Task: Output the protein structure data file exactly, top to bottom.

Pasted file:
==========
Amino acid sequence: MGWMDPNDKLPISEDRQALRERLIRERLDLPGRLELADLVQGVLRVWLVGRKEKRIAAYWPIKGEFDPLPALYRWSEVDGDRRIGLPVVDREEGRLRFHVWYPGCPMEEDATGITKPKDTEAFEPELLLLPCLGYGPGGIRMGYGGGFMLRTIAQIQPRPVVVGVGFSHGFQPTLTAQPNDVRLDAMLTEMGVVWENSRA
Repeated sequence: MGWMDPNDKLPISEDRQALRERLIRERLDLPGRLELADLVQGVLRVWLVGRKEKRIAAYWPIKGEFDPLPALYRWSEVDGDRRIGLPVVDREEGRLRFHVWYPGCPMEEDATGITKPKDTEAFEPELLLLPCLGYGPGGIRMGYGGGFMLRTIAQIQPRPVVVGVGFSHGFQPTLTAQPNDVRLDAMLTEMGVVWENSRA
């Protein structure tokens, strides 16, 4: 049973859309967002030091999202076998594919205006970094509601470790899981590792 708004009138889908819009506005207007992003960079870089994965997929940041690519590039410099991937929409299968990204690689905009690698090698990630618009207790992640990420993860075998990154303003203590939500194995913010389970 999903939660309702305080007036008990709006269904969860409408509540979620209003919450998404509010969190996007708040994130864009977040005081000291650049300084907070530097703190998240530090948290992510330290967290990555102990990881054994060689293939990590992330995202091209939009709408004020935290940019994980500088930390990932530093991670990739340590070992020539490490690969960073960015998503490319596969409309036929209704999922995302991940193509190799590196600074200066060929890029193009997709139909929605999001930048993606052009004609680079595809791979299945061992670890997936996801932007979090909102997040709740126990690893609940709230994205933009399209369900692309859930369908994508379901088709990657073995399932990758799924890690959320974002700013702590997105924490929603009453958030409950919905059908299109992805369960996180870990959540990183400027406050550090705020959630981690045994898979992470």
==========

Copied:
Amino acid sequence: MGWMDPNDKLPISEDRQALRERLIRERLDLPGRLELADLVQGVLRVWLVGRKEKRIAAYWPIKGEFDPLPALYRWSEVDGDRRIGLPVVDREEGRLRFHVWYPGCPMEEDATGITKPKDTEAFEPELLLLPCLGYGPGGIRMGYGGGFMLRTIAQIQPRPVVVGVGFSHGFQPTLTAQPNDVRLDAMLTEMGVVWENSRA
Repeated sequence: MGWMDPNDKLPISEDRQALRERLIRERLDLPGRLELADLVQGVLRVWLVGRKEKRIAAYWPIKGEFDPLPALYRWSEVDGDRRIGLPVVDREEGRLRFHVWYPGCPMEEDATGITKPKDTEAFEPELLLLPCLGYGPGGIRMGYGGGFMLRTIAQIQPRPVVVGVGFSHGFQPTLTAQPNDVRLDAMLTEMGVVWENSRA
């Protein structure tokens, strides 16, 4: 049973859309967002030091999202076998594919205006970094509601470790899981590792 708004009138889908819009506005207007992003960079870089994965997929940041690519590039410099991937929409299968990204690689905009690698090698990630618009207790992640990420993860075998990154303003203590939500194995913010389970 999903939660309702305080007036008990709006269904969860409408509540979620209003919450998404509010969190996007708040994130864009977040005081000291650049300084907070530097703190998240530090948290992510330290967290990555102990990881054994060689293939990590992330995202091209939009709408004020935290940019994980500088930390990932530093991670990739340590070992020539490490690969960073960015998503490319596969409309036929209704999922995302991940193509190799590196600074200066060929890029193009997709139909929605999001930048993606052009004609680079595809791979299945061992670890997936996801932007979090909102997040709740126990690893609940709230994205933009399209369900692309859930369908994508379901088709990657073995399932990758799924890690959320974002700013702590997105924490929603009453958030409950919905059908299109992805369960996180870990959540990183400027406050550090705020959630981690045994898979992470």